- by New Deal democrat
This is a continuation of my examination of the impact of wages in goods-producing vs. services jobs. On Monday I wrote that real GDP growth in the last 30 years correlates well with the amount of growth (or shrinkage) in goods-producing jobs.
Before I turn to a longer historical examination, I wanted to point out something even more fundamental: wage stagnation since the turn of the Millennium has been a story of manufacturing jobs. The service economy has seen considerably more growth in real wages.
Let's start with an overview. Here's a graph of (nominal, not inflation-adjusted) wages in goods-producing (red) vs. services jobs (blue) for the last 50 years:
Note that goods-producing jobs have paid slightly more, on average, throughout that period. Further note that goods-producing jobs increased faster than wages in service jobs in the 1970s, but the gap has narrowed since 2000.
Now let's take a look at real wages for those same categories. Again, goods-producing jobs are red, services blue. Real wages are normed to 100 as of December 2014:
Now we see a HUGE
difference, and an important story.
In the 1970s, unions were still strong, and were primarily in goods-producing industries. Workers in goods-producing industries were able to maintain their high real wages. Meanwhile, real wages in services jobs declined dramatically, probably also impacted by a disproportionate entry of women into those fields. With the assault on unions beginning in the 1980s, and flight of manufacturing to Latin America during that decade, wages in goods-producing jobs fell precipitously, while the decline in pay in services jobs was slight. By the end of 2014, real wages in services jobs were near record highs only eclipsed by 1972 and 1973. By contrast, real wages in goods-producing jobs are languishing below their level of the entire 1970s and half of the 1980s, are no higher than they were over a decade ago, and have even declined during this recovery!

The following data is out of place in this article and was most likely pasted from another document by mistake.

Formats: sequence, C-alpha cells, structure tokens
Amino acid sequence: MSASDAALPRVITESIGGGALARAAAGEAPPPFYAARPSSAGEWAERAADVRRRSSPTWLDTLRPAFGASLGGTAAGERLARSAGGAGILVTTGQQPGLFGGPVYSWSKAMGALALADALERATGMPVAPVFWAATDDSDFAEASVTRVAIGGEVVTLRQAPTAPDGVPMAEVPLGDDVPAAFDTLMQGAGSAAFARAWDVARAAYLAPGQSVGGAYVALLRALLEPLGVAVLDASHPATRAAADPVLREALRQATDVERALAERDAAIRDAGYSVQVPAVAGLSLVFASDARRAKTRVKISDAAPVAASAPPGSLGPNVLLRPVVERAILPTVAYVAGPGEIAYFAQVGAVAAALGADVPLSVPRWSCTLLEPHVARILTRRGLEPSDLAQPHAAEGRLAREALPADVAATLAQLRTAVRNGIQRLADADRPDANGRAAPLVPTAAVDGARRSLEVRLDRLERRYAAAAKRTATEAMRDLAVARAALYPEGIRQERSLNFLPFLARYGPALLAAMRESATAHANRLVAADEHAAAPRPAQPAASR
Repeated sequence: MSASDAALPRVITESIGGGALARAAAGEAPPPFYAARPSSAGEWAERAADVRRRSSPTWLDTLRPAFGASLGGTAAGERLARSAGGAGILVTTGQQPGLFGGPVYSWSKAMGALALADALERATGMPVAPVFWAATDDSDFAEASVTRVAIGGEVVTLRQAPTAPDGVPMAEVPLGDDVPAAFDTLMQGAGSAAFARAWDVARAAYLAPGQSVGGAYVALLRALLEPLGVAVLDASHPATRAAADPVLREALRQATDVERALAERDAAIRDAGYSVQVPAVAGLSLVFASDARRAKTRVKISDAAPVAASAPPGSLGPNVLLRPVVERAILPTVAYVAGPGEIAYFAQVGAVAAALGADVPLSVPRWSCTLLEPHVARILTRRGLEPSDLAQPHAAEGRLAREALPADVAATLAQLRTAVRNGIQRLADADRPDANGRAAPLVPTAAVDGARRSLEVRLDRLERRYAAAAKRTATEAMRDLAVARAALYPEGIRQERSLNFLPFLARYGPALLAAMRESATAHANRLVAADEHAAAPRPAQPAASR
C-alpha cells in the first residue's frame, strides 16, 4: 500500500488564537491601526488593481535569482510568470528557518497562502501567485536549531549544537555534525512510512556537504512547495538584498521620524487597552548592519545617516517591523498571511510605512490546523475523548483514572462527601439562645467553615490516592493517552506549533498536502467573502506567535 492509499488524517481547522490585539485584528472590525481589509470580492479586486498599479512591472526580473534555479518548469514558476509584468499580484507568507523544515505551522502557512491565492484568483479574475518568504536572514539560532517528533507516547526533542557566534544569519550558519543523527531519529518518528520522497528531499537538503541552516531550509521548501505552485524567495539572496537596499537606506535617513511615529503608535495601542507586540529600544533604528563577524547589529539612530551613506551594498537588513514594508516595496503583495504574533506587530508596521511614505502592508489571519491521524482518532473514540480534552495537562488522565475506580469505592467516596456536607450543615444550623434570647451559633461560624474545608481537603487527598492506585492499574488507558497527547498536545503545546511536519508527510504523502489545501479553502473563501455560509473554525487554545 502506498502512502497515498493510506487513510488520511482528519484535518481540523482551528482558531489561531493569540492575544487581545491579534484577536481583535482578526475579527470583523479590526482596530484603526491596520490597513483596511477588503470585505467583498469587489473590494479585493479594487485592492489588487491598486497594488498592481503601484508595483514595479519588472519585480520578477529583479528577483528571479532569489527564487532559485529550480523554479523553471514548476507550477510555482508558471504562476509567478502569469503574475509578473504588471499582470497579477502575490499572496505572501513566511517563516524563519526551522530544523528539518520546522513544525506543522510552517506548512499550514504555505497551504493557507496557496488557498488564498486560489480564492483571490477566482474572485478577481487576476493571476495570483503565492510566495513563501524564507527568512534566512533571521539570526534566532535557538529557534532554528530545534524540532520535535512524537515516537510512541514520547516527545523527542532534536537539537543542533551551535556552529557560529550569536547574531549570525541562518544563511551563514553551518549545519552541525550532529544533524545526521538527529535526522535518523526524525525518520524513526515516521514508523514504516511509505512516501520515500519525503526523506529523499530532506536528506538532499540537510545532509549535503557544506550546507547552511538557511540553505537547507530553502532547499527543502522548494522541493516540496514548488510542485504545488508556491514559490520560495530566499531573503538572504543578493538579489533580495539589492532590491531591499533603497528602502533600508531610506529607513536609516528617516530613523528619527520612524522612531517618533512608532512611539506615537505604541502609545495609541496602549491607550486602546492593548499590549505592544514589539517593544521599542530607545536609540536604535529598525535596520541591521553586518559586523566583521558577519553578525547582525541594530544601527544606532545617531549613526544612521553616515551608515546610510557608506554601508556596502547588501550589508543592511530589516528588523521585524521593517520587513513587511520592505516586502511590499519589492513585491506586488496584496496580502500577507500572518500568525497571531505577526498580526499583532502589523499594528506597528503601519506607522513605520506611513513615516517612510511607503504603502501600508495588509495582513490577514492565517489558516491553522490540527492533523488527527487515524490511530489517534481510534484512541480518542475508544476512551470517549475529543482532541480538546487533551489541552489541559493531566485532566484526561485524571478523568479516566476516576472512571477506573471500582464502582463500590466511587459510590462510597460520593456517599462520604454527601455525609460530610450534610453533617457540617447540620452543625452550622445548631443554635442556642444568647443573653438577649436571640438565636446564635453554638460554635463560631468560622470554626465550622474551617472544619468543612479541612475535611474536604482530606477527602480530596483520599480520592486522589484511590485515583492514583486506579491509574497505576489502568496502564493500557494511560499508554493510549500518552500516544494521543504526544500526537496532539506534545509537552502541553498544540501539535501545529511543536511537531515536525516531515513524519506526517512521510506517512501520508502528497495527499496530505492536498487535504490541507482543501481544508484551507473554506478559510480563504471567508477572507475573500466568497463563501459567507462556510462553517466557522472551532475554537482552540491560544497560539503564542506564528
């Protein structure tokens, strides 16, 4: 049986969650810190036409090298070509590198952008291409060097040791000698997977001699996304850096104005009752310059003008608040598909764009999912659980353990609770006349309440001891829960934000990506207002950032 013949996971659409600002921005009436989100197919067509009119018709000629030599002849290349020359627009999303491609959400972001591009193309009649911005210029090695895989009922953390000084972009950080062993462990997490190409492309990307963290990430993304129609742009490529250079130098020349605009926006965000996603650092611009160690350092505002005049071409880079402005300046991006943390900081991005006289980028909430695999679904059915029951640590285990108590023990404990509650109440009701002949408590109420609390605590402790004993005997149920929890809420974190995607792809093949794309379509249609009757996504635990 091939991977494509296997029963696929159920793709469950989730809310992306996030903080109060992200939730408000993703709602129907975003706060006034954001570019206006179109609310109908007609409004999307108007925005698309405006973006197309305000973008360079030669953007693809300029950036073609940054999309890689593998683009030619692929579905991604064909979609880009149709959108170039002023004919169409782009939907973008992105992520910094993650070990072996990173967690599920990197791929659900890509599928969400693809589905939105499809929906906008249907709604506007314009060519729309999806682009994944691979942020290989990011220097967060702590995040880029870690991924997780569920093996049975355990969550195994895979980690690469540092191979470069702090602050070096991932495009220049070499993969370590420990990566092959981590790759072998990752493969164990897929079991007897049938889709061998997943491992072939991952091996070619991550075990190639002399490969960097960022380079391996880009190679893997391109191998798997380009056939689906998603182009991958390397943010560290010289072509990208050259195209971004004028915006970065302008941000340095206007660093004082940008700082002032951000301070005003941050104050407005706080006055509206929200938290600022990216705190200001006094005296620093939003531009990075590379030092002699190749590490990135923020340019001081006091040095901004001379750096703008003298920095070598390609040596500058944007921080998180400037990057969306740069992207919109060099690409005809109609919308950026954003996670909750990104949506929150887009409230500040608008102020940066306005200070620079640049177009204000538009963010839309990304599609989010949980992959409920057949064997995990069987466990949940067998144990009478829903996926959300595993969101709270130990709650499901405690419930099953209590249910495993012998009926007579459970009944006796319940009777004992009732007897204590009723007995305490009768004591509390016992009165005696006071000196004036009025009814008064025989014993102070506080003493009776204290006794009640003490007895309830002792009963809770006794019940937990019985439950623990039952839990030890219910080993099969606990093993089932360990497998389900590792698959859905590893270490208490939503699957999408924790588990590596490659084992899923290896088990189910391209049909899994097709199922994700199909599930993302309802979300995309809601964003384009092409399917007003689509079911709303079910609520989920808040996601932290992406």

Further, measured since their 1995 lows, real wages in services jobs have risen at more than double the rate
of their rise in goods-producing jobs:
Manufacturing jobs have taken the brunt of offshoring and automation. While no job category is at all time high real wages, services jobs are getting close. The story of wage stagnation over the last 15 years has been primarily one of goods-producing jobs.
UPDATE: Just to be clear, I don't want to oversell the improvement in real wages in service jobs in the last 20 years. Here's the improvement in real wages in service jobs since the inception of the series in 1964 through their all-time high at the beginning of 1973:
Real wages for service jobs grew by nearly 14% in that 9 year period (between 1.4% to 1.5% annually) vs. over 18% in the last 20 years (between 0.8% and 0.9% annually). In other words, real wage growth in services jobs has been growing at only about 2/3 its rate during the halcyon 1960s and early 1970s.